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Selecting causal brain features with a single conditional independence test per feature

Neural Information Processing Systems

We propose a constraint-based causal feature selection method for identifying causes of a given target variable, selecting from a set of candidate variables, while there can also be hidden variables acting as common causes with the target. We prove that if we observe a cause for each candidate cause, then a single conditional independence test with one conditioning variable is sufficient to decide whether a candidate associated with the target is indeed causing it. We thus improve upon existing methods by significantly simplifying statistical testing and requiring a weaker version of causal faithfulness. Our main assumption is inspired by neuroscience paradigms where the activity of a single neuron is considered to be also caused by its own previous state. We demonstrate successful application of our method to simulated, as well as encephalographic data of twenty-one participants, recorded in Max Planck Institute for intelligent Systems.


Exploring Functional Connectivities of the Human Brain using Multivariate Information Analysis

Neural Information Processing Systems

In this study, we present a method for estimating the mutual information for a localized pattern of fMRI data. We show that taking a multivariate information approach to voxel selection leads to a decoding accuracy that surpasses an univariate inforamtion approach and other standard voxel selection methods. Furthermore,we extend the multivariate mutual information theory to measure the functional connectivity between distributed brain regions. By jointly estimating the information shared by two sets of voxels we can reliably map out the connectivities in the human brain during experiment conditions. The multivariate information analysis is able to find strong information flow between PPA and RSC, which confirms existing neuroscience studies on scenes.


Evaluation of Classical Features and Classifiers in Brain-Computer Interface Tasks

arXiv.org Machine Learning

Brain-Computer Interface (BCI) uses brain signals in order to provide a new method for communication between human and outside world. Feature extraction, selection and classification are among the main matters of concerns in signal processing stage of BCI. In this article, we present our findings about the most effective features and classifiers in some brain tasks. Six different groups of classical features and twelve classifiers have been examined in nine datasets of brain signal. The results indicate that energy of brain signals in {\alpha} and \b{eta} frequency bands, together with some statistical parameters are more effective, comparing to the other types of extracted features. In addition, Bayesian classifier with Gaussian distribution assumption and also Support Vector Machine (SVM) show to classify different BCI datasets more accurately than the other classifiers. We believe that the results can give an insight about a strategy for blind classification of brain signals in brain-computer interface.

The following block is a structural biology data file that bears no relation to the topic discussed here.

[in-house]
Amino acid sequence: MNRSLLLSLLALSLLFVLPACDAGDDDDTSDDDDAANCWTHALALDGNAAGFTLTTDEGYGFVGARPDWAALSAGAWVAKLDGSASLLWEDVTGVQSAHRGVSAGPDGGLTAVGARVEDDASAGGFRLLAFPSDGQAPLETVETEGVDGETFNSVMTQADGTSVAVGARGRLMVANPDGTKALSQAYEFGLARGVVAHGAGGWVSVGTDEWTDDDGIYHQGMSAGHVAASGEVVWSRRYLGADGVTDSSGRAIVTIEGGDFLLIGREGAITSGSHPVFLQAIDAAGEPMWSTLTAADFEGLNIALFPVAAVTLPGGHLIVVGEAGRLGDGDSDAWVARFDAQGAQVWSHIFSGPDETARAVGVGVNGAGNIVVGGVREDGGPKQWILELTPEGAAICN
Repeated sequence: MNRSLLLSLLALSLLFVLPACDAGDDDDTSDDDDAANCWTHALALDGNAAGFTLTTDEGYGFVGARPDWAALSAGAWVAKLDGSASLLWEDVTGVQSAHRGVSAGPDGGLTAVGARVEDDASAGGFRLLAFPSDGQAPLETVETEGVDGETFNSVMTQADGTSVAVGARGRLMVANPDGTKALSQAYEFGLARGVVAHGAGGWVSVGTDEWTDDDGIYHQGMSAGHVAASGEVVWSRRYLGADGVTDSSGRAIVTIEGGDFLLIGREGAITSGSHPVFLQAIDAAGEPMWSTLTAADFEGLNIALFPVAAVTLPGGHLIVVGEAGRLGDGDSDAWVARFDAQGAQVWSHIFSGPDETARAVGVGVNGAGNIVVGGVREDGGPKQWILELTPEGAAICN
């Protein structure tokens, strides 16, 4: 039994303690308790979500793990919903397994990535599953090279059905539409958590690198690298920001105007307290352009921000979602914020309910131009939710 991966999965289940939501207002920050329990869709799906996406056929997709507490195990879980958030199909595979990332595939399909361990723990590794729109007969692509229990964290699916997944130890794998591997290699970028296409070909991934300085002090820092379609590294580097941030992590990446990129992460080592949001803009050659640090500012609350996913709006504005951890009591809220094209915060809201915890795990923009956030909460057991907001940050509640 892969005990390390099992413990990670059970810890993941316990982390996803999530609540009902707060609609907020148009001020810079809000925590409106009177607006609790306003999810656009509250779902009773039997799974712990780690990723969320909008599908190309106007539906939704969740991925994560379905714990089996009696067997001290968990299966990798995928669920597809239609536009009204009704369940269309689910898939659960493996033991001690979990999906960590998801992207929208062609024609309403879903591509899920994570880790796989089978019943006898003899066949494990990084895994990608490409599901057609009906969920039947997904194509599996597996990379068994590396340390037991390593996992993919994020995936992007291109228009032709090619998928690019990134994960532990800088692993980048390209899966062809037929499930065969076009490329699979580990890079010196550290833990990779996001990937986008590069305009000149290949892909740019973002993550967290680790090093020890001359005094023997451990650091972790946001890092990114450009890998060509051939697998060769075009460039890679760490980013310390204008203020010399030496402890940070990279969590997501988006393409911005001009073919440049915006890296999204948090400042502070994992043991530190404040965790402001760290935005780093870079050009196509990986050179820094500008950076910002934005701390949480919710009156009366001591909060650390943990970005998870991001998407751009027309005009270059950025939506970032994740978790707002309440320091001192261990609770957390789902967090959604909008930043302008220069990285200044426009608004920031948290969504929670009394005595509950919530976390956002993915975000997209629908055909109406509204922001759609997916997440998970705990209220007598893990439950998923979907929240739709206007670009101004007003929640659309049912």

Bandit Algorithms boost Brain Computer Interfaces for motor-task selection of a brain-controlled button

Neural Information Processing Systems

A brain-computer interface (BCI) allows users to "communicate" with a computer without using their muscles. BCI based on sensori-motor rhythms use imaginary motor tasks, such as moving the right or left hand to send control signals. The performances of a BCI can vary greatly across users but also depend on the tasks used, making the problem of appropriate task selection an important issue. This study presents a new procedure to automatically select as fast as possible a discriminant motor task for a brain-controlled button. We develop for this purpose an adaptive algorithm UCB-classif based on the stochastic bandit theory.


Parallel Feature Selection Inspired by Group Testing

Neural Information Processing Systems

This paper presents a parallel feature selection method for classification that scales up to very high dimensions and large data sizes. Our original method is inspired by group testing theory, under which the feature selection procedure consists of a collection of randomized tests to be performed in parallel. Each test corresponds to a subset of features, for which a scoring function may be applied to measure the relevance of the features in a classification task. We develop a general theory providing sufficient conditions under which true features are guaranteed to be correctly identified. Superior performance of our method is demonstrated on a challenging relation extraction task from a very large data set that have both redundant features and sample size in the order of millions.